Title

The Presentation Of The Dead: A Matter Of Grave Concern

Document Type

Thesis

Degree Name

Master of Science (MS)

Department

Sociology and Criminal Justice

Date of Award

Spring 2015

Abstract

Cemeteries were recognized by early modern social thinkers as potentially rich data sources for the growing discipline of sociology. Sociologists have yet to extensively explore these data. Today, many researchers outside of sociology show an interest in what gravestones can tell us over a diverse set of topics (e.g. economics, history, anthropology, genealogy, and others), but a sociological perspective on the gravestone that might enlighten these diverse interests is largely missing from the available literature. This research looks more closely into how the gravestone is constructed through social interaction with symbols. Through the paradigm of symbolic interaction this study seeks to illustrate the larger social meaning of these stones, what this perspective on society can tell us about these stones, and in turn, what an examination of these stones through this paradigm can tell us about society and our reliance upon symbols for interaction--even after death. Through this approach, this research examines the deeper symbolic social meaning of gravestones and their significance to society. Findings confirm the early assertions about the importance of graves as data, and symbolic interaction theory offers ample insight into how these data reflect the relationships between self and society.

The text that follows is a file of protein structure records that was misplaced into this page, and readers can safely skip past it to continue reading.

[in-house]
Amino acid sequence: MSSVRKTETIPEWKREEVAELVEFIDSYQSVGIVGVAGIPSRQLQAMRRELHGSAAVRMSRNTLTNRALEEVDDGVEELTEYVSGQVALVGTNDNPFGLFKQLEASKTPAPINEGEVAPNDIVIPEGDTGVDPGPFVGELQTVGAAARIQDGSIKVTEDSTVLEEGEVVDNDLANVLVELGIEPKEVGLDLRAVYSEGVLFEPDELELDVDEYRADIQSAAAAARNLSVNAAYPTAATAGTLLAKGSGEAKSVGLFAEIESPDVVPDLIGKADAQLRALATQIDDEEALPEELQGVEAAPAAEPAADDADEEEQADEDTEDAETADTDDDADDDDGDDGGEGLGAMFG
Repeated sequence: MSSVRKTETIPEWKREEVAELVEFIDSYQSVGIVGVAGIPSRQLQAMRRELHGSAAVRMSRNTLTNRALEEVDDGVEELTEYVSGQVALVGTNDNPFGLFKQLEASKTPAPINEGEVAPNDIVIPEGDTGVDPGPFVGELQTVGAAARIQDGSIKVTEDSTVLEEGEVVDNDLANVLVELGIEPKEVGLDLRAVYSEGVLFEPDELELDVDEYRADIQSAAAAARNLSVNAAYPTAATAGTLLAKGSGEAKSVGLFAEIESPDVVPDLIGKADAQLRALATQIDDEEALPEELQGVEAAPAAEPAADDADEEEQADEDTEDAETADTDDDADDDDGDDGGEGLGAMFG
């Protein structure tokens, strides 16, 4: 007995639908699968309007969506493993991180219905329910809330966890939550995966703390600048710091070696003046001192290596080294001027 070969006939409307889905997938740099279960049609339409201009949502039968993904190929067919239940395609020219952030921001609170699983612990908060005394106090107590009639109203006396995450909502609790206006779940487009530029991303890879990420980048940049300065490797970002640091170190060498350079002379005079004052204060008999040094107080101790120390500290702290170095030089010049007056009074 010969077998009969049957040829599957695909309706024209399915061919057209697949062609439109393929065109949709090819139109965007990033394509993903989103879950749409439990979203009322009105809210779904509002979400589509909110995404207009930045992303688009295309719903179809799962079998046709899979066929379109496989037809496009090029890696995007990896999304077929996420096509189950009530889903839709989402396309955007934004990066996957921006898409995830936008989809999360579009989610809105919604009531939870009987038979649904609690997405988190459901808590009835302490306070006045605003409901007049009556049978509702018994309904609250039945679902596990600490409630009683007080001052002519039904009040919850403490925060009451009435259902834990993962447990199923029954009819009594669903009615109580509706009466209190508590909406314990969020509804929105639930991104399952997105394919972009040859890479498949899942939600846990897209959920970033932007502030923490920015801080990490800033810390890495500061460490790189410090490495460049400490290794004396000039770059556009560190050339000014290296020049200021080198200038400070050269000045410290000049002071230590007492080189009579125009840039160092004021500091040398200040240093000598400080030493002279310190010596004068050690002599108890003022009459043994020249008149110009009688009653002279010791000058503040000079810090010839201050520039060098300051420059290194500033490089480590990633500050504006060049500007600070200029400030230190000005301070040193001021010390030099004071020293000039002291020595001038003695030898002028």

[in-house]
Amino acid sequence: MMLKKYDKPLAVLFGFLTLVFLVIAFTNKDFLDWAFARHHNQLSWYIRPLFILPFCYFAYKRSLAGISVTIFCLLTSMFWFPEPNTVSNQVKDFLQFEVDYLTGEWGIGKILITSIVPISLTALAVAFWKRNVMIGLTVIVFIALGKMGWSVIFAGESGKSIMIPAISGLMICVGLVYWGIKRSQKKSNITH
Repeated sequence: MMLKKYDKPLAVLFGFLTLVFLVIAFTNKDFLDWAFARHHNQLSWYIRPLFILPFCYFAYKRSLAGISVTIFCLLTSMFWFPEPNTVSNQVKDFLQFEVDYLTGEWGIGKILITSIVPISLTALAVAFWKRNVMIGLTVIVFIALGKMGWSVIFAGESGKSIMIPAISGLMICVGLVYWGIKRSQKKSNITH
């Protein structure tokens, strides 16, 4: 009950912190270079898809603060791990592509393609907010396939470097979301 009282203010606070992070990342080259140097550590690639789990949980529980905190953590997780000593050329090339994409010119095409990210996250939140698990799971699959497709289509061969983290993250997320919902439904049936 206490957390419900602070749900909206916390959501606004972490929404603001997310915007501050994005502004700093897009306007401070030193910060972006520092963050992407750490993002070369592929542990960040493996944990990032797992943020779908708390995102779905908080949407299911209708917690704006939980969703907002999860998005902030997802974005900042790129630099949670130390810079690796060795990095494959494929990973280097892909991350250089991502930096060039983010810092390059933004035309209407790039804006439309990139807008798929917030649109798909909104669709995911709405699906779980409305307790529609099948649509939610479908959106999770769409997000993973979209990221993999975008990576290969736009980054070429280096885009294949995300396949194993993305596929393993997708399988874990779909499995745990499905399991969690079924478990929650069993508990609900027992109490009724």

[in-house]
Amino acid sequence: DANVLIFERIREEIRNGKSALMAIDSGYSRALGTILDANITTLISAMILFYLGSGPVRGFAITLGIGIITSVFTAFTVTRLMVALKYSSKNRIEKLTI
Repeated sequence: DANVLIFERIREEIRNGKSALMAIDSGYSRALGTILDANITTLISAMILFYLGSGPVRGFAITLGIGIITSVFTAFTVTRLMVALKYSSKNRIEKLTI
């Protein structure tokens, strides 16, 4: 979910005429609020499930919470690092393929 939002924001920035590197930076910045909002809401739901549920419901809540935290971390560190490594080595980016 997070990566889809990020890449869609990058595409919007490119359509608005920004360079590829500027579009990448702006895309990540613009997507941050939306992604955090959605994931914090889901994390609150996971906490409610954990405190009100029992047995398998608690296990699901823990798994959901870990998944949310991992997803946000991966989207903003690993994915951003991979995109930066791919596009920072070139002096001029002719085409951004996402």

Advisor

William E. Thompson

Subject Categories

Social and Behavioral Sciences | Sociology

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